Somewhere in the dark there is a horrific high-pitched noise causing disruptive peaks in the baseline stasis. It’s awful. This noise source must be destroyed.
Begin system start-up. Eyes open. Oh dear. The light hurts my soul. Am I a vampire? Further clues saunter forward for inspection: mild psychosis; rabid confusion; a hint of meat, and a tongue like a salted slug. Conclusions desperately swim upstream, struggling coughing onto the shore. The last remaining piece of rational thought crawls up to a massive red button emblazoned with a single word, and hammers it hard.
HANGOVER ALERT!!! HANGOVER ALERT!!! YOU’RE FUCKED. YOU’RE FUCKED. IT’S ONLY A TUESDAY. My drunk and disorderly fingers take three swipes to convince the slippery little grey bar thing across the iPhone's screen, eventually silencing default S. American woodwind. Die iPhone. Why did you do this to me?
I have an hour and 15 minutes to cleanse, begin an intensive stimulant regime, find non Mayonnaise tainted clothing, and negotiate London’s mobile claustrophobia chamber (changing at Stockwell) to the office. I tongue and thumb some ketchup off my foot and begin the day as I mean to go on, necking non-brand pain-killers.
Two hours later, sweaty and with Latte foam smeared directly on my sexual organs, I cross the hallowed agency reception. The pretty receptionist ignores my welcome snort – she's probably just awe-struck. I've managed to rustle up a pretty special outfit today, accidentally pulling on trousers that my gut rendered obsolete when I was eighteen, and a shirt which has 100 years’ worth of melted Sure residue accumulated under the armpits. Slick.
The lift vomits me out onto the third floor and I self-consciously walk to my desk, which, as luck would have it, is right beside where the senior team is exiting a morning account meeting. My tardiness is universally noticed by this be-suited conglomeration of 10000 years’ worth of PR experience. I may as well be wearing a massive Golf Sale sign which says ‘Never Give This Man a Promotion – He’s LATE and he DOESN’T CARE’ and on the back ‘He’s dressed like a sex pest’.
Sinking into my cheap plastic chair I have a brief hobbit-after-three-films feeling, happy to have battled across the plains of South Londor. This is immediately followed by the wrecking realisation that a whole day’s work lies ahead. The reality of this whacks me in the face when my direct manager, who sits across the table from me, sneaks in a very subtle dig:
“You smell of booze. Where are you with that exclusive?”
Work and abuse? Ack Ack.
“I was out with the editor of a trade mag last night and didn’t get in until the wee hours. Sorry for being late,“ I grovel. “I need to follow up with that exclusive today, I will let you know.”
This being the first human contact of the day, my coherence surprises me. I am also bending the truth somewhat, yes I did meet a journalist for a beer after work, but he left at 7:30pm so the impact of those two pints was probably minimal compared to the fact that a man called Dingo was drizzling Sambuca into my mouth until well after the second trip to the ATM. A line has been firmly drawn under all such similar future activities for at least two days.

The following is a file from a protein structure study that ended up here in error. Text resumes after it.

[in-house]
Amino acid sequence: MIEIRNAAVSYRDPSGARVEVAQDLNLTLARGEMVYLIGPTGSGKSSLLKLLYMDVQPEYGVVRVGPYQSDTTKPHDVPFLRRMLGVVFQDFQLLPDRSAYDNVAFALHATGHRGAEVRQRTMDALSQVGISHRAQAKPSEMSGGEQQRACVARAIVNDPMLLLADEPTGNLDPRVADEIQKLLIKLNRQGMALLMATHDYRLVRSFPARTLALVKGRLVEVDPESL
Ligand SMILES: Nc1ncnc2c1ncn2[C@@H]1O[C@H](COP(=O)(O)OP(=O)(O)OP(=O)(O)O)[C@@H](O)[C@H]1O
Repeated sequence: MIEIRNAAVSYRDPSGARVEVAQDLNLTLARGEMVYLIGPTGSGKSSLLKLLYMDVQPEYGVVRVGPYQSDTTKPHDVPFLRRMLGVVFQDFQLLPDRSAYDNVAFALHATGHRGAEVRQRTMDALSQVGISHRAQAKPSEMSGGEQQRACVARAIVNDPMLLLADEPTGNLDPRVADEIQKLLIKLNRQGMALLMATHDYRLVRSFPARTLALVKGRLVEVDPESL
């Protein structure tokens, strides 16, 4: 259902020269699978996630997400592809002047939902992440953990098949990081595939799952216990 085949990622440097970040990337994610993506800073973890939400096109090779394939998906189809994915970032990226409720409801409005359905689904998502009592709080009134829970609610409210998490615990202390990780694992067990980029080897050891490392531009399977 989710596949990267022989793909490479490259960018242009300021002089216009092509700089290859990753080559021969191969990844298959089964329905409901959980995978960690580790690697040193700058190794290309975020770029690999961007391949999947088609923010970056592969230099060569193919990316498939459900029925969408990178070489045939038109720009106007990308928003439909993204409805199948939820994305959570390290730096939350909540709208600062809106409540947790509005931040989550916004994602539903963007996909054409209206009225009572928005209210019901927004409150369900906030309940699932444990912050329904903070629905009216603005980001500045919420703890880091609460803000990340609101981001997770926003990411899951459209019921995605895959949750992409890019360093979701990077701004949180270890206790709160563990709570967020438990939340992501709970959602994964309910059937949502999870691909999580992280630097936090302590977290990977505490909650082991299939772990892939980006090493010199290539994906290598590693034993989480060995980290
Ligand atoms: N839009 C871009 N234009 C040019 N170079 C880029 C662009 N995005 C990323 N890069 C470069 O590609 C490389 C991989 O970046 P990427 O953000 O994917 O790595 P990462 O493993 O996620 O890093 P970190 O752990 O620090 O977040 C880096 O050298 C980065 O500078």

The exclusive is another matter. I have managed to shove a quarter of a foot in the door with a tech writer on a national for a client, who's been hankering after a piece of national newspaper coverage since before they were born. The story is the result of at least a trillion meetings and brainstorms, and a research budget bigger than CERN. I volunteered to try run it past a journalist who I know (a very loose term in PR circles – I spent a few minutes talking to her at an event once).
The journalist has been sitting on the story for a while now, after showing lukewarm initial interest. The problem is my eager colleagues have taken this luke-warm interest with slightly more gusto than it probably deserves. These not inconsiderable hopes, now all rest on my aching puny shoulders.
I pick up the phone, dial the journalist’s direct number. Amazingly they pick up first time. I don’t think I am that prepared because a mouse-like squeak is the first thing the recipient hears. Calling an important journalist sometimes feels like selling double glazing to an armed skinhead.
“Hi, it’s Donal”
(As far as starts go this is not Usuain Bolt, more CoCo the Clown. She doesn’t even remember me. In the background, someone pulls the plug on the sink of hope.)
I explain my dubious credentials as the guy who dribbled wine on her shoes at an event some time ago, then outline the merits of the story.
“Oh right yeah, no sorry, not one for me. Thanks anyway Dominic.”
And just like that at 10:27 on a Tuesday morning, optimism dies. The sound of the phone being rapidly put down provides an audible full-stop. A stop to my hope, to my colleagues compliments, to pretty much everything. My manager, who had experienced possibly the shortest least impressive journalist call of all time, glares at me from across the desk.
“Can we have a chat in the Creative Room please?”
It’s not even 10:30.
Donal Wayswin is a pseudonym for a PR professional working for a tech agency in London, not dissimilar to the dozens of agencies that Giz UK hears from daily. All Pitches From the Ditches are based mostly on true events, with some details changed to protect the not-so-innocent.
Check back every(ish) Monday for his columns, or tune in at 1pm on Wednesday for the rantings of an anonymous IT manager in Emails From the Command-Line, and 1pm Fridays for anonymous copper Matt Delito’s Notes From the Frontline columns.